Side view of nests with flowers. Source: McGuire, A. and Kleindorfer, S.( 2007)

Diamond Firetails are known to weave flowers into the entrance of their nests. McGuire and Kleindorfer (2007) conducted a study in the Mount Lofty Ranges to determine the occurrence of flowers and whether nests with flowers were more successful than nest without flowers. They found that 70% of nests studied had flowers woven into the entrance; however predation occurred irrespective of the number of flowers found on nests. They also suggest that Diamond Firetails prefer long stems in building nests, due to its structural stability and being easier to weave, and the presence of flowers is a by-product of the preference of suitable nest-building material.

Cooney et al. (2005) found that Diamond Firetail’s nests are built in mistletoe far more often than would be expected by chance, where the reasons for this include enhanced levels of concealment in mistletoe which may reduce the risk of predation and mistletoe is a good structure for nest building that provides a favourable microclimate for incubation.

Breeding

Diamond Firetails are thought to mate for life. They breed between August and January, with a clutch of 4-9 pale white eggs, 18 by 33mm. Incubation is 12-15 days which starts after the second egg has been laid. Both sexes share in incubation and care of the nestlings, and young leave the nest when they are 24-25 days old.  Juvenile moult starts soon after young have left the nest and is completed when they are about 12 weeks of age (Immlemann 1982; Read 1987).

Feeding

Diamond Firetails are ground-feeders that predominantly eat ripe and half-ripe seeds of various grasses but are also known to feed on seeds of herbs, bushes and trees as well as insects and worms (Immlemann 1982; Read 1987).  A study conducted by Read (1994) in the Mount Lofty Ranges of South Australia looked at the diet of Diamond Firetails by analysing seeds sampled from the crops of wild-caught birds. He found that grasses are an important part of Diamond Firetail’s diet, where 73.3% of crops sampled contained grass seeds, and was the dominant seed type in 65.1% of crops with no arthropods being found. It appeared as though Diamond Firetails concentrated on weed and pasture grasses rather than native species, as introduced plants often produce abundant seeds. Read (1994) also considers that although the diet of Diamond Firetails has changed significantly in recent times, the loss or reduction of food plants does not appear to explain their decline.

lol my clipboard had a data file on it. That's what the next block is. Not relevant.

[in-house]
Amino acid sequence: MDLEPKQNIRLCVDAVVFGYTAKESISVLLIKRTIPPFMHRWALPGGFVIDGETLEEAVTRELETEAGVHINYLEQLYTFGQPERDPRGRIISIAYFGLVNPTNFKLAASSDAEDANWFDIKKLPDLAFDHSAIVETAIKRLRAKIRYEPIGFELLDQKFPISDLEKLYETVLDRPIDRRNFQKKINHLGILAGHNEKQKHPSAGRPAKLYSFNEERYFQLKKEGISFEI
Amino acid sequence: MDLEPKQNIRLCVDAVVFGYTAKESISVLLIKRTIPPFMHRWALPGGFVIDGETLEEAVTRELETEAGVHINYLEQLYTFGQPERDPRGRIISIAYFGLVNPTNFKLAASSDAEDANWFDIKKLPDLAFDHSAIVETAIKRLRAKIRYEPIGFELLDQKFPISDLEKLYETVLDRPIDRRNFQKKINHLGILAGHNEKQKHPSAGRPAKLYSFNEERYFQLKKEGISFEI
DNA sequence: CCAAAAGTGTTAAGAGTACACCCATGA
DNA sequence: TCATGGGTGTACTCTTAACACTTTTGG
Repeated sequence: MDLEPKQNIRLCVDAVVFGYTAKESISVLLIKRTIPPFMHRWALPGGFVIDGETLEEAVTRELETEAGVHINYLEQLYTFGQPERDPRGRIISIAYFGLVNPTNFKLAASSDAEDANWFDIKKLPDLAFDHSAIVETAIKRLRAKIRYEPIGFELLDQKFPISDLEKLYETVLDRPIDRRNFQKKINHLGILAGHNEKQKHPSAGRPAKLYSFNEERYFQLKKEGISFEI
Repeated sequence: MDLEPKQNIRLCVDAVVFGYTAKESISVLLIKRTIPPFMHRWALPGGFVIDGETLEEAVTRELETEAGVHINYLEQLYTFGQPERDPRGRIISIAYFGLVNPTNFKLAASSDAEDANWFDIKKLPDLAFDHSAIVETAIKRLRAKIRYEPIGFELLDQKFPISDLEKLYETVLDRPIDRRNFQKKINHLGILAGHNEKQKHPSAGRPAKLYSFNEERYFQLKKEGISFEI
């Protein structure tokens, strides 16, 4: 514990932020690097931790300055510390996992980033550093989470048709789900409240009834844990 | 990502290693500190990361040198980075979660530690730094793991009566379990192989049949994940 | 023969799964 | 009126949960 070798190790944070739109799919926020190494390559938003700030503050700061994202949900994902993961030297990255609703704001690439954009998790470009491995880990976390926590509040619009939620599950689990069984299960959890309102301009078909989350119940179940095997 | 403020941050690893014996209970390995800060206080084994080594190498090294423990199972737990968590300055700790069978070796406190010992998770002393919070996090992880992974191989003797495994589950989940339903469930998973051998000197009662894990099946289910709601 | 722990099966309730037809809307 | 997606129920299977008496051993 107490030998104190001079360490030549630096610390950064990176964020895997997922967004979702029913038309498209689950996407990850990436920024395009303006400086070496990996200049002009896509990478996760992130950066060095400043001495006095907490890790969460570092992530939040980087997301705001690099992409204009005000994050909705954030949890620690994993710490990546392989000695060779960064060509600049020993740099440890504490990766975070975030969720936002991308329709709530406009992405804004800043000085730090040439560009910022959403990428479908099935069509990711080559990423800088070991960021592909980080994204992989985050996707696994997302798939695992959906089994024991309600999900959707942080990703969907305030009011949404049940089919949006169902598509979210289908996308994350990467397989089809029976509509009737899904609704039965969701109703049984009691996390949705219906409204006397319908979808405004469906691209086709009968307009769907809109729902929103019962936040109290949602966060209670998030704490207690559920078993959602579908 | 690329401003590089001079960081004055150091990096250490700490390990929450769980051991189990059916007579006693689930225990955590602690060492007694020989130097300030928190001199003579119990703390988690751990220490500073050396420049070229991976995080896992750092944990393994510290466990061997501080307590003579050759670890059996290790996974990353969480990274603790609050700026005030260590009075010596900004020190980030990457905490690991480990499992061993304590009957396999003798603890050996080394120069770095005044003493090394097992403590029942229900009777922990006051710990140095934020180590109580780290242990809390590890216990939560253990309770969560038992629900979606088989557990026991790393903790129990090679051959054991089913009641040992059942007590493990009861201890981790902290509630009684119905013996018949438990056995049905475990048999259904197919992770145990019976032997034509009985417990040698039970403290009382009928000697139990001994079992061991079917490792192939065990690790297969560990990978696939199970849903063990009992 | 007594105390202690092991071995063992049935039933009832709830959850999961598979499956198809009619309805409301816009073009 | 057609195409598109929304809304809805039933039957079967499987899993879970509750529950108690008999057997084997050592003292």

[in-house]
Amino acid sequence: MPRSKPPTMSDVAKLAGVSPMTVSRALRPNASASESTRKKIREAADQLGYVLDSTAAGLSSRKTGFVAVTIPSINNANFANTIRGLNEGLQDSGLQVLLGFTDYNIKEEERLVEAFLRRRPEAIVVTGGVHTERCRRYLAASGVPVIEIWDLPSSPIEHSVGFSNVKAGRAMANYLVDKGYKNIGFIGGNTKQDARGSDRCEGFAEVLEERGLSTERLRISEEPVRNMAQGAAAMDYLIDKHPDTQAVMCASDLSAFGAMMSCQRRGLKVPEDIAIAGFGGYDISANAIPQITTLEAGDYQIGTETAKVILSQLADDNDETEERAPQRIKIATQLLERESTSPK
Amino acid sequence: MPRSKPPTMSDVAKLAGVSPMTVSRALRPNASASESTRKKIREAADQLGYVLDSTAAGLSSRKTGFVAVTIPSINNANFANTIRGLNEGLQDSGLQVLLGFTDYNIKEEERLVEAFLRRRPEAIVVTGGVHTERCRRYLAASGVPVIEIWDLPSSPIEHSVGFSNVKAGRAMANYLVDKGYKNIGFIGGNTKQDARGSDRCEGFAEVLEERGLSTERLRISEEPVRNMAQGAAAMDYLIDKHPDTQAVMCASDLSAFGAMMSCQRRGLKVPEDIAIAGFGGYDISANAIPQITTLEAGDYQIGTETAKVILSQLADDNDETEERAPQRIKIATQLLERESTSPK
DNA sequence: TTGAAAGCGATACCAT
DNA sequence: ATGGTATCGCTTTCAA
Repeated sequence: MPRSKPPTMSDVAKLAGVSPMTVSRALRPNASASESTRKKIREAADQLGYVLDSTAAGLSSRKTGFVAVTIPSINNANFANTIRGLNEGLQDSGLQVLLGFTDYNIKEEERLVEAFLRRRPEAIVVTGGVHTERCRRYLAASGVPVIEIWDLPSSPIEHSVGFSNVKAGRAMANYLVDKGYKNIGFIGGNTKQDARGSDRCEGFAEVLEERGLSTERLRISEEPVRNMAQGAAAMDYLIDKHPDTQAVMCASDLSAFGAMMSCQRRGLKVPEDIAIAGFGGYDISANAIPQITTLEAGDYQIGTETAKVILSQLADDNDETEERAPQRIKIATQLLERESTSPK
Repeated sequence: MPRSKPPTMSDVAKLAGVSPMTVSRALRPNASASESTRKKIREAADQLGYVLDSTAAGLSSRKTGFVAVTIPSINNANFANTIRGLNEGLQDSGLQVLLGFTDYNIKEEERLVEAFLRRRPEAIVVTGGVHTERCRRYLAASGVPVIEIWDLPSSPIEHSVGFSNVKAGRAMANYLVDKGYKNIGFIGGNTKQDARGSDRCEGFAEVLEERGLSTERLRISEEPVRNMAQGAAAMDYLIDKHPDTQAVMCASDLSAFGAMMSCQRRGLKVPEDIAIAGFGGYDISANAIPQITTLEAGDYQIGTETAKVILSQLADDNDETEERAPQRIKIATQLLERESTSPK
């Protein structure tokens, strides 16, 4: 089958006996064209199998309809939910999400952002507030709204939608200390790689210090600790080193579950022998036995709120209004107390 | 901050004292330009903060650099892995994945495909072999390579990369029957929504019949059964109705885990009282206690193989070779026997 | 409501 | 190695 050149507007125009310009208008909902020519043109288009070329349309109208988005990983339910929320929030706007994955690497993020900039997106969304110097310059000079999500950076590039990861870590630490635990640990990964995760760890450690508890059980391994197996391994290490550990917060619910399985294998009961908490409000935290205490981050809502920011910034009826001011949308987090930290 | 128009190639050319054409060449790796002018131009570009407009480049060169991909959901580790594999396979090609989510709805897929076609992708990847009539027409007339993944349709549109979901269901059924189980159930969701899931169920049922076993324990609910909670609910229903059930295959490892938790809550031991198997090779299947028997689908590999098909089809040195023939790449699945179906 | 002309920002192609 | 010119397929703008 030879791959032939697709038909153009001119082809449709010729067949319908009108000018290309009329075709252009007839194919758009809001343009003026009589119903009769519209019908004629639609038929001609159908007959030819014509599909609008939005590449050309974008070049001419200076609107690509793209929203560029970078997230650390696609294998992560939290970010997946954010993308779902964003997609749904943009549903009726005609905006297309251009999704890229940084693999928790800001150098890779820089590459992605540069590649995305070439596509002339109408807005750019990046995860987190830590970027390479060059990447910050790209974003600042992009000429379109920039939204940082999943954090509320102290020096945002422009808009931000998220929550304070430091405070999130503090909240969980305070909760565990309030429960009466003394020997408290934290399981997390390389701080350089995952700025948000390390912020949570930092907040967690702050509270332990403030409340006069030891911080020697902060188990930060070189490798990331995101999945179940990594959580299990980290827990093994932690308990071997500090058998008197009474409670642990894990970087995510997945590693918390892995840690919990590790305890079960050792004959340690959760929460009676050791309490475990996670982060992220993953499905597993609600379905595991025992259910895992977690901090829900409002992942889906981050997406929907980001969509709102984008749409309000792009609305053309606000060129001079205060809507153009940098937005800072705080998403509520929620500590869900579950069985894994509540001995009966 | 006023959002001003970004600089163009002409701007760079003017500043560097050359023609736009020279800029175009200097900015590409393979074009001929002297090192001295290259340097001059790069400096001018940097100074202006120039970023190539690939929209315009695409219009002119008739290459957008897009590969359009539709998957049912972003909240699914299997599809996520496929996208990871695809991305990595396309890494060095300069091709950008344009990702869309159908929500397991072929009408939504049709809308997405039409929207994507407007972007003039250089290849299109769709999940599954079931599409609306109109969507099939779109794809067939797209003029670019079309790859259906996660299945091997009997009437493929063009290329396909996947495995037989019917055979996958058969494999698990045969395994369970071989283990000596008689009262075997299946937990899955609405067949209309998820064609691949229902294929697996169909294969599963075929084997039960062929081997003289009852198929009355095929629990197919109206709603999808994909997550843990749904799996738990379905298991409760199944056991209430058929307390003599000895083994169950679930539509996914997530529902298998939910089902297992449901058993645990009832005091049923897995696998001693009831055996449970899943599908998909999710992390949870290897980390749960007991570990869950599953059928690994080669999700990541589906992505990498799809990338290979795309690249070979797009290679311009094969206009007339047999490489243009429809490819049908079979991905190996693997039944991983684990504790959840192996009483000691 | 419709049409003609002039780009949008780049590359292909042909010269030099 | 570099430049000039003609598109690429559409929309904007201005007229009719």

Diamond Firetail feeding on grass seeds. Image: Julian Robinson.

Threats

Habitat loss

The Diamond Firetail has declined over its entire range over the past 30 years due to the loss, fragmentation and degradation of habitat (Myers 1987). Much of the Diamond Firetail’s habitat has been cleared and what remains is highly fragmented and degraded due to the increase in edge effects, grazing by domestic stock and rabbits, and the removal of firewood (Garnett and Crowley 2000). The remaining Diamond Firetail populations are small and isolated, and have no means of breeding with other populations, which has already resulted in the local extinction of some populations in Victoria (SAC 2000).

Predation by Currawongs

With increased fragmentation of habitat there has been an increase in edge effects which includes the increase of edge-specialists. The Department of Environment and Climate Change NSW (2005) found that nest predation of Diamond Firetails by Pied Currawongs has increased with the degradation of fragmented remnants. Weeds species with berries, such as Hawthorn and Cotoneaster, can invade remnants which has assisted an increase in the population of Pied Currawongs.